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Welcome to the Digital Village: Networking Geographies of Agrarian Change
Mon. September 19 @ 12:00 pm - 1:30 pm
Almost 5 billion people—two thirds of the global population—now go online. The Internet has changed how we work, learn, govern, and fall in love. Yet despite its digital turn, geography has failed to grapple with the patterns and significance of Internet connection for rural people and places, particularly in the Global South. This talk brings together agrarian studies and digital geography to situate emergent online practices within longer trajectories of agrarian change. To do so, I advance the concept of the digital village, a networked social space in which online practices emerge from existing agrarian relations to reconfigure the strategies of economic survival, the landscapes of home, and the tactics of politics. Drawing on ethnographic research in Myanmar, I show how agrarian relations shape patterns of digital connection and how farmers, migrants, and grassroots activists incorporate Facebook into daily efforts to secure livelihoods, support communities, and mobilize politically. This analysis yields two key insights: first, digital geographies are embedded in rural relations; second, agrarian questions increasingly play out online.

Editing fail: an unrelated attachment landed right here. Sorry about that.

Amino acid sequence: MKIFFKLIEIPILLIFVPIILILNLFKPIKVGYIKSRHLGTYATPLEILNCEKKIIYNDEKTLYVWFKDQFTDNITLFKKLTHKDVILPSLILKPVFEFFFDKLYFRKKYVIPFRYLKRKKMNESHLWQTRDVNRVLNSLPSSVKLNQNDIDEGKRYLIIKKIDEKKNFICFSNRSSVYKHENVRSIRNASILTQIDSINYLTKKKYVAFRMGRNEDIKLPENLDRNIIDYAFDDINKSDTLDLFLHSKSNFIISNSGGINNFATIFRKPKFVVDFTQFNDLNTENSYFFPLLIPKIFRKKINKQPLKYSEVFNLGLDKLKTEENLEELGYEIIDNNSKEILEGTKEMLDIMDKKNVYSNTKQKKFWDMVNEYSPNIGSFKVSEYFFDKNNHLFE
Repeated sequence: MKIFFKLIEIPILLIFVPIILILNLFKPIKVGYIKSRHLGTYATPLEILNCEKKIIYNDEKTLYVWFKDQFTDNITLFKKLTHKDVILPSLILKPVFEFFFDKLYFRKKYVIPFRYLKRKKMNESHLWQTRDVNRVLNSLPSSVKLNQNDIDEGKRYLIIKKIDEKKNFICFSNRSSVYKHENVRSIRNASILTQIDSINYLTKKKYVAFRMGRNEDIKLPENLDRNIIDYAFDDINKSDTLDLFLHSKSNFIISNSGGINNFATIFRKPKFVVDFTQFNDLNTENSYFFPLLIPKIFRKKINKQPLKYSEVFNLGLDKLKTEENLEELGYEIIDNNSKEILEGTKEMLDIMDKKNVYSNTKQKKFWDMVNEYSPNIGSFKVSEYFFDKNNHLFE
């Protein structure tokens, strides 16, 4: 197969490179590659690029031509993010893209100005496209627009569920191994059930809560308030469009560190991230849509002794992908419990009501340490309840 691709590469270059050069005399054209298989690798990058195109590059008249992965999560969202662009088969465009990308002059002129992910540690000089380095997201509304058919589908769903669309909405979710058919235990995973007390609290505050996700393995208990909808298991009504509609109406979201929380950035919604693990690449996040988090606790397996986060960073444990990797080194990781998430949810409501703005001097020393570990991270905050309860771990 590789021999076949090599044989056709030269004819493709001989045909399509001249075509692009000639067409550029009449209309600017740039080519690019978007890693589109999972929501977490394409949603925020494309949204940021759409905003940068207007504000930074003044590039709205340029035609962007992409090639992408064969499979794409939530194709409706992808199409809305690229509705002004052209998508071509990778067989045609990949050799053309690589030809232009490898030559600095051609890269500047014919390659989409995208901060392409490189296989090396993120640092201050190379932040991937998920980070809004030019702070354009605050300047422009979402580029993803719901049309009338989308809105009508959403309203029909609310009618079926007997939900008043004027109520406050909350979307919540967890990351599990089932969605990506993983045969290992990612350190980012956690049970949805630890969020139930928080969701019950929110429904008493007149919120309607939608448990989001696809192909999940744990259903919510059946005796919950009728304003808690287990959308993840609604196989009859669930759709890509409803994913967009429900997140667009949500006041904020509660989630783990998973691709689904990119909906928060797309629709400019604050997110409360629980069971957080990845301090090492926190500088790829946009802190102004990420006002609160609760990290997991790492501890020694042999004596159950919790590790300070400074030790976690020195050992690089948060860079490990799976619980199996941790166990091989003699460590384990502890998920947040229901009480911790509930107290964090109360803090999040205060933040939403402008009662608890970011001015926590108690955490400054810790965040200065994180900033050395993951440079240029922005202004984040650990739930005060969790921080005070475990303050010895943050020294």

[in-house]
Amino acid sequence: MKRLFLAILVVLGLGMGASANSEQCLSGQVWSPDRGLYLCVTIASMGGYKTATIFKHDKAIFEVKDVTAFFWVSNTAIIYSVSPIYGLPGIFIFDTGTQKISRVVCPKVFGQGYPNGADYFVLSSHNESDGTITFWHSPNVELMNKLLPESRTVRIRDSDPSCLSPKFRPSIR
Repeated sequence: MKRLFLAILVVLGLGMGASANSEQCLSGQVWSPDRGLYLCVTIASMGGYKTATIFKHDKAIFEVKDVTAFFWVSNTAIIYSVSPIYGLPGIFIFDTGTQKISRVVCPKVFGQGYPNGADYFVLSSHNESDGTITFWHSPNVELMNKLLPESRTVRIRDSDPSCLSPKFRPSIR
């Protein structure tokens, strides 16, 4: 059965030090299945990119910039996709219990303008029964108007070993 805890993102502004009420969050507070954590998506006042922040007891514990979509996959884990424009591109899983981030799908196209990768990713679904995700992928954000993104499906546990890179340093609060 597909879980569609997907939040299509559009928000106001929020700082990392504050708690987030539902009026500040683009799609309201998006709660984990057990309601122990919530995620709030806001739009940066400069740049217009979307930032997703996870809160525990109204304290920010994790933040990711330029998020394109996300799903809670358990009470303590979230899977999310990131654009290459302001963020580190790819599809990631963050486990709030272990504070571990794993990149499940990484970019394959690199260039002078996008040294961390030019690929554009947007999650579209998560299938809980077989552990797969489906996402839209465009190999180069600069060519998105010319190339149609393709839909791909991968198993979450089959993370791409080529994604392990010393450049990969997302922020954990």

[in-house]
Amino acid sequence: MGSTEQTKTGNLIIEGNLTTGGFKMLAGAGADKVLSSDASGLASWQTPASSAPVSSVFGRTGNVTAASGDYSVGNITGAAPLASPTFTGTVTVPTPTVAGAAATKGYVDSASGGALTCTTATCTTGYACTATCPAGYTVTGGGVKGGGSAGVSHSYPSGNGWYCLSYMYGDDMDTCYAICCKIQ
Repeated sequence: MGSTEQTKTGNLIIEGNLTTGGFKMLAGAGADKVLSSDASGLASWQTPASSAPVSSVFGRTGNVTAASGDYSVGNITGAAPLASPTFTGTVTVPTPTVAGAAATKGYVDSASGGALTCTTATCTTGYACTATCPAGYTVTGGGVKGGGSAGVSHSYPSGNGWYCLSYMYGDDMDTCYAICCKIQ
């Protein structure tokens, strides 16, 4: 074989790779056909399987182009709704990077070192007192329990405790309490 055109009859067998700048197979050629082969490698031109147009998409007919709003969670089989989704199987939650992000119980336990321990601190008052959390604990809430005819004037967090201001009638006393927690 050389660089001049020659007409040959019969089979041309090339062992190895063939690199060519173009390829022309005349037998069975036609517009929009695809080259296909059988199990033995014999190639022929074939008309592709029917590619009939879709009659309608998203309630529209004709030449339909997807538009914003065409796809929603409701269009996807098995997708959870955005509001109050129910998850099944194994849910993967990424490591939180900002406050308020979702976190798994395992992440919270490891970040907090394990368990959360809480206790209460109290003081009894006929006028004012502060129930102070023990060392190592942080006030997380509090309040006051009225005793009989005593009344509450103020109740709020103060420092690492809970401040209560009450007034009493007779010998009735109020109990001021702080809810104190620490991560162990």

Dr. Hilary Faxon investigates environment, development and technology in Southeast Asia. She is currently working on her first book, ‘Surviving the State: Struggles for Land and Democracy in Myanmar,’ which provides an intimate ethnography of agrarian and political change during Myanmar’s decade of military democracy, and a second project that incorporates grounded perspectives from Southeast Asia into theorizations of development in the digital age. She is an Assistant Professor of Environmental Social Science at the University of Montana, on leave this year as a Marie Curie Fellow at the University of Copenhagen.
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